What are the plans for India? How will you be able to meet Indian requirements?

The Digital India initiative is, in short, bringing e-governance to the citizens. This would help citizens save time, and make it easier for them to take care of their bill payments, taxes, etc. Citizen documents can also be stored on the government cloud and it would be easy for citizens to access them. All of this is data. I believe, all this would be driven on a mobile platform given how ubiquitous mobile phones are and how it’s been growing. As we move towards building data centres, India has a potential that other developed country don’t have, that is the leap frog opportunity, exactly what happened in the mobile space.

People decided to skip the landline and jump to the mobile platform. That’s the advantage for the new data centres that are being built in India. The migration of the data centre to an all-flash array is going to be much easier in India as compared with the European ones, which run on spinning disks, and which involves unlearn and relearn. India just moves to all flash array datacentres. Now it is a good time to put together a strategy for an all-flash data centre.

What are the current activities happening in India?

We are investing in R&D in India. We have space for about 1,400 people when we open, and we are hiring at a good pace. The engineering investments have paid off well. The resources, the manpower, the talent pool are incredible. We will continue to invest in India in terms of R&D and IT. All of my global work for IT happens from SanDisk Bengaluru. I have a team of about 150 who take care of this. Globally, we have three R&D centres in Israel, South Korea, Japan and India. We also have a small centre in Scotland. The key centres are the US, Israel and India. India is the second biggest centre outside the US.

What is the volume of business in India?

The entire platform is around $500 billion. The whole Digital India initiative is going to generate revenues of around $500 billion. The Indian storage market is around half-a-million dollars, according to IDC.  Flash inside cloud is what we are looking at, to allow faster access of data to a consumer. Besides cloud service providers, India is also witnessing exponential growth in eCommerce and startups.

Are you looking at manufacturing in India as per Modi’s Make in India campaign?

Currently, our factories in China and Malaysia are sufficient and only when we feel the need, we will look at other locations. While manufacturing is a critical component for any company, but for us with respect to India, we are looking at more on engineering and developing new products. The talent pool in India adds value for us in terms of designing and developing new products.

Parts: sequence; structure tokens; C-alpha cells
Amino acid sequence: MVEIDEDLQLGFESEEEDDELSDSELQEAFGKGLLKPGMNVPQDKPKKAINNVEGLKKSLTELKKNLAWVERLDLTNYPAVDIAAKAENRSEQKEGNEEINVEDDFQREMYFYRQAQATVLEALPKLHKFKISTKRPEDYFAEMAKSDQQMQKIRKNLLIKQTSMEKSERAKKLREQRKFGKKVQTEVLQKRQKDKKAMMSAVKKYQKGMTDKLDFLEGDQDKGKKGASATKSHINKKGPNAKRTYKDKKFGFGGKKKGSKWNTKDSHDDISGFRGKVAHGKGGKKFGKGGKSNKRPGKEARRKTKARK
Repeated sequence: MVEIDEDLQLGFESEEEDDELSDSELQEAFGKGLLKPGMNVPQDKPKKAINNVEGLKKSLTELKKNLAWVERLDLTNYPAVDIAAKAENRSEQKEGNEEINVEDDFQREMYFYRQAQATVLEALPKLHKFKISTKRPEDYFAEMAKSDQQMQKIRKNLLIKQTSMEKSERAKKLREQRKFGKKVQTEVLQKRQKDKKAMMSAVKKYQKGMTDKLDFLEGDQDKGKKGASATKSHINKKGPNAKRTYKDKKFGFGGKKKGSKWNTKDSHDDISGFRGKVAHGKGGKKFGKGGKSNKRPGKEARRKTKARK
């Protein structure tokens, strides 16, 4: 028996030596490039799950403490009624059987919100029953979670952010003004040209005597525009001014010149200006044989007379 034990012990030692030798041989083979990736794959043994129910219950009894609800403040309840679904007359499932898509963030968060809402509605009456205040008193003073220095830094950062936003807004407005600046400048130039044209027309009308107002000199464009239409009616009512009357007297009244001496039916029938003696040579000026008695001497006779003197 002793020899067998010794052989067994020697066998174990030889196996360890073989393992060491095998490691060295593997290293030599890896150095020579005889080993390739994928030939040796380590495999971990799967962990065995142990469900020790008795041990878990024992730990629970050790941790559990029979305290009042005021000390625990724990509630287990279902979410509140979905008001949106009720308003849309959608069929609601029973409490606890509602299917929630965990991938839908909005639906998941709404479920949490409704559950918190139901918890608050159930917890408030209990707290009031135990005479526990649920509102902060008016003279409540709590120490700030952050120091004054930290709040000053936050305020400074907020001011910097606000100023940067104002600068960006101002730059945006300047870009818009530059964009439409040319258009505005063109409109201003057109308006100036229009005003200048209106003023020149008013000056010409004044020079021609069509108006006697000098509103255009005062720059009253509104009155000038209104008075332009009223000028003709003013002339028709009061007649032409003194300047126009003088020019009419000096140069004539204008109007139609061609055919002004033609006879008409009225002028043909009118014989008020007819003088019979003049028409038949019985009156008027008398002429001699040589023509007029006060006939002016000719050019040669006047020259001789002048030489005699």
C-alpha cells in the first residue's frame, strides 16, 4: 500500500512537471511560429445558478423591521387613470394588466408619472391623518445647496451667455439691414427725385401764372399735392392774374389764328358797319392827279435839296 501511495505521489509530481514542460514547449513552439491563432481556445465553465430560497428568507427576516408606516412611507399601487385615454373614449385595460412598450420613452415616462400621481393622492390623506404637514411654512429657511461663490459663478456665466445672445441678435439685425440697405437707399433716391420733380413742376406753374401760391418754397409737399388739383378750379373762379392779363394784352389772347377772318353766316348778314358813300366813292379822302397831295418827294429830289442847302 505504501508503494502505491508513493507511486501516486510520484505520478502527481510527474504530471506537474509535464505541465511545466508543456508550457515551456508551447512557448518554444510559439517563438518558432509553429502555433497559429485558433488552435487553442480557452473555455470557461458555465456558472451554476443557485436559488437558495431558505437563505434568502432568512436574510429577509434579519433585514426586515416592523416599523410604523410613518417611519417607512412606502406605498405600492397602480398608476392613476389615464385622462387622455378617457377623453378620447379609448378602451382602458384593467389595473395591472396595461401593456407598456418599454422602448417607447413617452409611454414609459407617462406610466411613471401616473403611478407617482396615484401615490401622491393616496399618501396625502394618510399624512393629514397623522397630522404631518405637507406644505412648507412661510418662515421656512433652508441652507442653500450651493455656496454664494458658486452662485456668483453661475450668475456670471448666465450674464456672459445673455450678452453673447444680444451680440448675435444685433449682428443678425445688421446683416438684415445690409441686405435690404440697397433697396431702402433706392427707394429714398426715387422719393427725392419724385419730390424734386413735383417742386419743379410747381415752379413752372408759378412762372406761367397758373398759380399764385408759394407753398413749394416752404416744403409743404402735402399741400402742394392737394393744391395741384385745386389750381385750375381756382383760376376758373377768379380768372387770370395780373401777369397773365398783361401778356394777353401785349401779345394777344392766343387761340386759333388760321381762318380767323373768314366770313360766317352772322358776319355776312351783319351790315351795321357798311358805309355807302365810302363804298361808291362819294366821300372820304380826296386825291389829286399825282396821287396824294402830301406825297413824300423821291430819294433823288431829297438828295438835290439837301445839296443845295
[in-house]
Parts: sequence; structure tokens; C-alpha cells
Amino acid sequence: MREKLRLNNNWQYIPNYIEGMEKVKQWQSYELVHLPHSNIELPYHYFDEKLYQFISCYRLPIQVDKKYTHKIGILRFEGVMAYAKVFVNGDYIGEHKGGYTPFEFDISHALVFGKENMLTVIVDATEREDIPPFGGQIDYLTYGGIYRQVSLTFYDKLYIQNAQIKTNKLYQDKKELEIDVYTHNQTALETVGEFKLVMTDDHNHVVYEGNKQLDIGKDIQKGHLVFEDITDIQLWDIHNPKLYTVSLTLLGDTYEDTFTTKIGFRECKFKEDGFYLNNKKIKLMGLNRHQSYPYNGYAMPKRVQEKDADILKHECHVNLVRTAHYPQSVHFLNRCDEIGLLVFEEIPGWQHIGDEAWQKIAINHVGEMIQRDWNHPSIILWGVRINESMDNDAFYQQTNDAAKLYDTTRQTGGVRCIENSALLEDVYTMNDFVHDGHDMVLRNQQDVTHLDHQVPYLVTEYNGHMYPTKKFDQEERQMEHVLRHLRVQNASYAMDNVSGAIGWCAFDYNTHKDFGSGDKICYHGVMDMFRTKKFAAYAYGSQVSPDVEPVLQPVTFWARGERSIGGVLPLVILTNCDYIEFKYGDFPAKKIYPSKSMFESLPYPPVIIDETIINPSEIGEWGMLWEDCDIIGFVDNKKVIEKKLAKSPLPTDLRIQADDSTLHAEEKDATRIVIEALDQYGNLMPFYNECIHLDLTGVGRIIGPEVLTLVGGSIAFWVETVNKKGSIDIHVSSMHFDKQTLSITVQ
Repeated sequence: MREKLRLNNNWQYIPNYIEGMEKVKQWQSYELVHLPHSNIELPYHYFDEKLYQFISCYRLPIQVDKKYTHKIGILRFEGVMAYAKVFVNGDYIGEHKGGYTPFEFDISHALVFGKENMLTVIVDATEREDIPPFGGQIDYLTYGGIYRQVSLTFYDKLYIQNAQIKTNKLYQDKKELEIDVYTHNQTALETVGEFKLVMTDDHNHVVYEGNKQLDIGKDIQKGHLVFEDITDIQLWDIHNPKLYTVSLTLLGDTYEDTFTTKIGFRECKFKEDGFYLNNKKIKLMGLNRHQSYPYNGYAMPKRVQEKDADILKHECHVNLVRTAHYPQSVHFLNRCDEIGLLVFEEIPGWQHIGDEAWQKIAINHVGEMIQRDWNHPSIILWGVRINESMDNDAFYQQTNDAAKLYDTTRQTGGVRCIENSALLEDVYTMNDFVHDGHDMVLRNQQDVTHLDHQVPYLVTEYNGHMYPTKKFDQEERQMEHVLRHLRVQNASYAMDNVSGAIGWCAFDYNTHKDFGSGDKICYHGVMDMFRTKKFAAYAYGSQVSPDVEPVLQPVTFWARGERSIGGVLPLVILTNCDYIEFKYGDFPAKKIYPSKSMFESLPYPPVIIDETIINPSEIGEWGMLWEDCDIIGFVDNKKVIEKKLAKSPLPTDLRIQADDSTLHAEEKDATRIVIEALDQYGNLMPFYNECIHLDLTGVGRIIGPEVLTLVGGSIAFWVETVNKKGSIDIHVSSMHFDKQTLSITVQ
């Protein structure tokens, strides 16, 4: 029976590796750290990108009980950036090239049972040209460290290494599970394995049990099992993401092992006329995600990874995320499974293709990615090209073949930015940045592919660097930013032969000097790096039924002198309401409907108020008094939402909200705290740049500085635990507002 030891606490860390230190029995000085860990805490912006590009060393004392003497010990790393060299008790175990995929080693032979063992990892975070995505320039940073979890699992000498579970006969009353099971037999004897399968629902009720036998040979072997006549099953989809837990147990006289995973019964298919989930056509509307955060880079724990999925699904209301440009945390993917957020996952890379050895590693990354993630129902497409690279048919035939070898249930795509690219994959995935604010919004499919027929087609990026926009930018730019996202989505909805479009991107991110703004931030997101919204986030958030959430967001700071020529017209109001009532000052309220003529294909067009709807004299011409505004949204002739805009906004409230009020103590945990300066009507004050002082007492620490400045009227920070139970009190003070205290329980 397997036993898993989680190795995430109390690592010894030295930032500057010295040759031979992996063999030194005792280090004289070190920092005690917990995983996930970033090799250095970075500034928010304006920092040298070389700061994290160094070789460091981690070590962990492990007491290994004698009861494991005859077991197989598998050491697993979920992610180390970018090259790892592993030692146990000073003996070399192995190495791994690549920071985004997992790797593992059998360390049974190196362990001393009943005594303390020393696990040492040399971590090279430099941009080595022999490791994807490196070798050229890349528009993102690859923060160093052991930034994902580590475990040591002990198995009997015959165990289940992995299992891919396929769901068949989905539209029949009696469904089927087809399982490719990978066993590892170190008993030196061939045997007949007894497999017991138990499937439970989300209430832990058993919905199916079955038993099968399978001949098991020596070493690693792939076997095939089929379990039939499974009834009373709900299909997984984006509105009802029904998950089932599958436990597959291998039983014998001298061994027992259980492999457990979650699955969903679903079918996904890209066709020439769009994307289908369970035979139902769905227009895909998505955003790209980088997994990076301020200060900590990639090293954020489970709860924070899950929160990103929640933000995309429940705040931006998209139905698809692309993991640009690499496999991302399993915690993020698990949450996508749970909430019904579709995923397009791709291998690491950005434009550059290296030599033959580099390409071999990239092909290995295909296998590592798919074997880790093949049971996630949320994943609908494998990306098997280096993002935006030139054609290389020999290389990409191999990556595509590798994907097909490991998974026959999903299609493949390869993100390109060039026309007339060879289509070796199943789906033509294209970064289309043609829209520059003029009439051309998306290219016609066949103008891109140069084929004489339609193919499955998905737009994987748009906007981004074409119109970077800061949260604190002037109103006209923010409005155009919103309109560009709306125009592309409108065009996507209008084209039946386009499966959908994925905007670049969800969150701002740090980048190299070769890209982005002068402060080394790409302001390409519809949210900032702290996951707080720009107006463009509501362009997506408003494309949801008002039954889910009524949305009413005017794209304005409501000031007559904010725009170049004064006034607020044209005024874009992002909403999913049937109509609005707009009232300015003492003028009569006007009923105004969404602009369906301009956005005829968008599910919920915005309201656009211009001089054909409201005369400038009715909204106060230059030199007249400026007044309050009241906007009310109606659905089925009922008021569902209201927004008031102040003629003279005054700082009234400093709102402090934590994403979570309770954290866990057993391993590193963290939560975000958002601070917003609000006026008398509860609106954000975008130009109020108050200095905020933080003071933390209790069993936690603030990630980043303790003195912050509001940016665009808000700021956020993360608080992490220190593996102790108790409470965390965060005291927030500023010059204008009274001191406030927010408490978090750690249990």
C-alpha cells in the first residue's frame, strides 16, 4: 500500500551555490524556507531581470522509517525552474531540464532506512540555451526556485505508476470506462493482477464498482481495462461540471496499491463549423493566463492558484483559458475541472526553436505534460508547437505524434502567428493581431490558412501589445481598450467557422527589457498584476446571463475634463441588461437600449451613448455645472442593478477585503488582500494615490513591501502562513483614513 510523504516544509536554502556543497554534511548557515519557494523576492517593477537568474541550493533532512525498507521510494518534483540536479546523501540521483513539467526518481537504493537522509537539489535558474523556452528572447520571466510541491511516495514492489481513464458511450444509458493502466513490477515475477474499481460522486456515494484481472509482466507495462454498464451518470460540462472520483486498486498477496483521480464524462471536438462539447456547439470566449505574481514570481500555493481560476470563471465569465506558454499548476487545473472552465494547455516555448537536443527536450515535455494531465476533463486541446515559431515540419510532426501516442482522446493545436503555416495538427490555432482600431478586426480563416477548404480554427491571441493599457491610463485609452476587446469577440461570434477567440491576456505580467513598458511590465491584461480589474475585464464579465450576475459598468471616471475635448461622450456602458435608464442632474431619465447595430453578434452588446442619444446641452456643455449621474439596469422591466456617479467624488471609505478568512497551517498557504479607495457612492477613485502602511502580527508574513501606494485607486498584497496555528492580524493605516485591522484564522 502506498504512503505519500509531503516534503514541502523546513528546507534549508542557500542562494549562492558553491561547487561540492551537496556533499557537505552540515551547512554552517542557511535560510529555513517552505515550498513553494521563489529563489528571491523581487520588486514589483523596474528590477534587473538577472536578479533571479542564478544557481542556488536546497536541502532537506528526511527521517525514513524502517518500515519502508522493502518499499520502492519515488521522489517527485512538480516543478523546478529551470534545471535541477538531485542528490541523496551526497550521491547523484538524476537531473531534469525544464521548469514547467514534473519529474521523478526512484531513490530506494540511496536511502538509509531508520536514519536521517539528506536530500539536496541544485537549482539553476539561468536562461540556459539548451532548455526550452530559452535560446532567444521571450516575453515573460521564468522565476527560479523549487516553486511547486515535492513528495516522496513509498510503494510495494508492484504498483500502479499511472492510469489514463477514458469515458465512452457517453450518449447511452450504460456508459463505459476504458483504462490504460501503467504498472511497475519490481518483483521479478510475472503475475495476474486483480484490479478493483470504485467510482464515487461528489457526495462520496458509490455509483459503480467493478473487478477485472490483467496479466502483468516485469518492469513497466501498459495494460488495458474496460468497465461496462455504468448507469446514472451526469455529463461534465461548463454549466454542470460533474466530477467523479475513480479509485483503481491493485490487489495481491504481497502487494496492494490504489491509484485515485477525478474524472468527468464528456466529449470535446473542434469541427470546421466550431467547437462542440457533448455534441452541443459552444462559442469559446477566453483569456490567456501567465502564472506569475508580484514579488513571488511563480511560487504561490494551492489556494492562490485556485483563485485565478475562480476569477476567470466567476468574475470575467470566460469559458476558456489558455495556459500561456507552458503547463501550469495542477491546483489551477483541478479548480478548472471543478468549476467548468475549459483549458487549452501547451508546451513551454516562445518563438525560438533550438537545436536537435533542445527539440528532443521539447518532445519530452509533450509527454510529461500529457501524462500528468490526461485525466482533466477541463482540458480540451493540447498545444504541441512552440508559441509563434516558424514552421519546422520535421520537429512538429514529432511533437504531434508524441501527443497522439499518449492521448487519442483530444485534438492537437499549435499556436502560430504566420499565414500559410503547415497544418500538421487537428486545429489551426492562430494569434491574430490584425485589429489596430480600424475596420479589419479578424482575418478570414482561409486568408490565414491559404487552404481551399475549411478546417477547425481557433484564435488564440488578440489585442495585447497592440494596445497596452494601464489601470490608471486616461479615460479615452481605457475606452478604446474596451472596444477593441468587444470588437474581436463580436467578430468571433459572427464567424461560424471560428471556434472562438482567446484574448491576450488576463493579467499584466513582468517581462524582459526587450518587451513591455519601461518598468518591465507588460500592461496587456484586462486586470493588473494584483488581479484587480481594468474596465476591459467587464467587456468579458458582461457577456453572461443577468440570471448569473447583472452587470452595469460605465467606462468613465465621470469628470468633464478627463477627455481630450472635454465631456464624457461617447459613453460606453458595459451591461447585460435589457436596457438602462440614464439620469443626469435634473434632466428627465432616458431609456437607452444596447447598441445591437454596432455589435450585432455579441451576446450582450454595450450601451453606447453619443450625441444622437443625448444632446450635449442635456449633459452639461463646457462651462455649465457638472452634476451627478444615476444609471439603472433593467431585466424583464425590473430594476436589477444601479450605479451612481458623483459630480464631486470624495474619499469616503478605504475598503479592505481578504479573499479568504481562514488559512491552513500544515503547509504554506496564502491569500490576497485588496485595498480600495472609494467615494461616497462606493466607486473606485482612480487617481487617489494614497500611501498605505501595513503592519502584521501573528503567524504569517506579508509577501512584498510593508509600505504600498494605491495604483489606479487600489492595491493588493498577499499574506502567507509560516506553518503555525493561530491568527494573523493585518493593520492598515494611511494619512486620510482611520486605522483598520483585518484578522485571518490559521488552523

On the enterprise side, what are the new products coming out of India? What is your game plan?

All of our R&D have components in India — memory design and removable products design, happen completely in India, and we are ramping up our enterprise engineering organisations here in Bengaluru as well. One of our recent products InfiniFlash, the world’s first all-flash, high intense storage array. A component of this was developed in India. A 100 people worked on it in India, and about 200 in the US. This is the only 512 TB storage solution in the world with this small space, this has been developed in coordination with the team in India.

Going forward, what changes do you see in this segment, and what value additions can you give to the clients?

SanDisk is a major player in enterprise, and we are the only company that has end-to-end offerings in enterprise. From the consumer perspective, SanDisk will continue to offer products with higher capacity and higher density. As the cost of flash comes down, there will be a crossover point where flash will become as affordable as spinning disks. Our InfiniFlash is the first product to make that crossover. If you can get flash at $1 a GB, you will eventually replace all spinning disks in the data centre with flash. InfiniFlash is the first storage platform in the world that offers flash at $1 a GB storage.
Published 30 August 2015, 17:57 IST